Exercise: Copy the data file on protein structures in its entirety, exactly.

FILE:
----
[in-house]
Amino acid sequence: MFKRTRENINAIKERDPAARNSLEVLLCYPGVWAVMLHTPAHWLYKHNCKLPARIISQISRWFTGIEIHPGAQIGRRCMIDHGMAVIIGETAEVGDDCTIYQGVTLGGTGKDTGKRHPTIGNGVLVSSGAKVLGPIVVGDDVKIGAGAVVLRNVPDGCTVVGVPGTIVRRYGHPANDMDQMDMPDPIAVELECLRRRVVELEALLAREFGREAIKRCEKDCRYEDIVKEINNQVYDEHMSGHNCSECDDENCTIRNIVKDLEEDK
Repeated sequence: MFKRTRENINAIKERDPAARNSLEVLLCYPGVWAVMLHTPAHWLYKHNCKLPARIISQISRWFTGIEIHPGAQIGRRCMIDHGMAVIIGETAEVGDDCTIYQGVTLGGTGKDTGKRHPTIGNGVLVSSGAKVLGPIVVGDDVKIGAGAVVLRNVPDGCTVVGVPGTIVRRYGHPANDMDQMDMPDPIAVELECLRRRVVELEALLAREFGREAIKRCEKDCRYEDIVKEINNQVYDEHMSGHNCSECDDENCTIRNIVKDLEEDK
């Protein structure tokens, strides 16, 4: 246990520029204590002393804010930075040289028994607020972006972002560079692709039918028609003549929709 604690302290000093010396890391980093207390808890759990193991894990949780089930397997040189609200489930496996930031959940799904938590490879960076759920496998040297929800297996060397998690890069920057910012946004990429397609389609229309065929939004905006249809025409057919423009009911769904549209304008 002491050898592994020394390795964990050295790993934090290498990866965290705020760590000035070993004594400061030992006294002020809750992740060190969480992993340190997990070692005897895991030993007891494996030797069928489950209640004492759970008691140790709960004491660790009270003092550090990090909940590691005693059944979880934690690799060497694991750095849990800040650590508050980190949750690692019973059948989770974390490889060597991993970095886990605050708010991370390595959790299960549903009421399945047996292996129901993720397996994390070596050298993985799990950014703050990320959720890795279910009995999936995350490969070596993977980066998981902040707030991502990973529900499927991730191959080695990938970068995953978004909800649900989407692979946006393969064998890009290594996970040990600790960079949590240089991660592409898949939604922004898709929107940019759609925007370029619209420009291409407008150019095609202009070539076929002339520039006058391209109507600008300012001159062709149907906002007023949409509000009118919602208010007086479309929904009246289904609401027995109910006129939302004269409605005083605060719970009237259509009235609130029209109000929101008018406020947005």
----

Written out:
[in-house]
Amino acid sequence: MFKRTRENINAIKERDPAARNSLEVLLCYPGVWAVMLHTPAHWLYKHNCKLPARIISQISRWFTGIEIHPGAQIGRRCMIDHGMAVIIGETAEVGDDCTIYQGVTLGGTGKDTGKRHPTIGNGVLVSSGAKVLGPIVVGDDVKIGAGAVVLRNVPDGCTVVGVPGTIVRRYGHPANDMDQMDMPDPIAVELECLRRRVVELEALLAREFGREAIKRCEKDCRYEDIVKEINNQVYDEHMSGHNCSECDDENCTIRNIVKDLEEDK
Repeated sequence: MFKRTRENINAIKERDPAARNSLEVLLCYPGVWAVMLHTPAHWLYKHNCKLPARIISQISRWFTGIEIHPGAQIGRRCMIDHGMAVIIGETAEVGDDCTIYQGVTLGGTGKDTGKRHPTIGNGVLVSSGAKVLGPIVVGDDVKIGAGAVVLRNVPDGCTVVGVPGTIVRRYGHPANDMDQMDMPDPIAVELECLRRRVVELEALLAREFGREAIKRCEKDCRYEDIVKEINNQVYDEHMSGHNCSECDDENCTIRNIVKDLEEDK
């Protein structure tokens, strides 16, 4: 246990520029204590002393804010930075040289028994607020972006972002560079692709039918028609003549929709 604690302290000093010396890391980093207390808890759990193991894990949780089930397997040189609200489930496996930031959940799904938590490879960076759920496998040297929800297996060397998690890069920057910012946004990429397609389609229309065929939004905006249809025409057919423009009911769904549209304008 002491050898592994020394390795964990050295790993934090290498990866965290705020760590000035070993004594400061030992006294002020809750992740060190969480992993340190997990070692005897895991030993007891494996030797069928489950209640004492759970008691140790709960004491660790009270003092550090990090909940590691005693059944979880934690690799060497694991750095849990800040650590508050980190949750690692019973059948989770974390490889060597991993970095886990605050708010991370390595959790299960549903009421399945047996292996129901993720397996994390070596050298993985799990950014703050990320959720890795279910009995999936995350490969070596993977980066998981902040707030991502990973529900499927991730191959080695990938970068995953978004909800649900989407692979946006393969064998890009290594996970040990600790960079949590240089991660592409898949939604922004898709929107940019759609925007370029619209420009291409407008150019095609202009070539076929002339520039006058391209109507600008300012001159062709149907906002007023949409509000009118919602208010007086479309929904009246289904609401027995109910006129939302004269409605005083605060719970009237259509009235609130029209109000929101008018406020947005």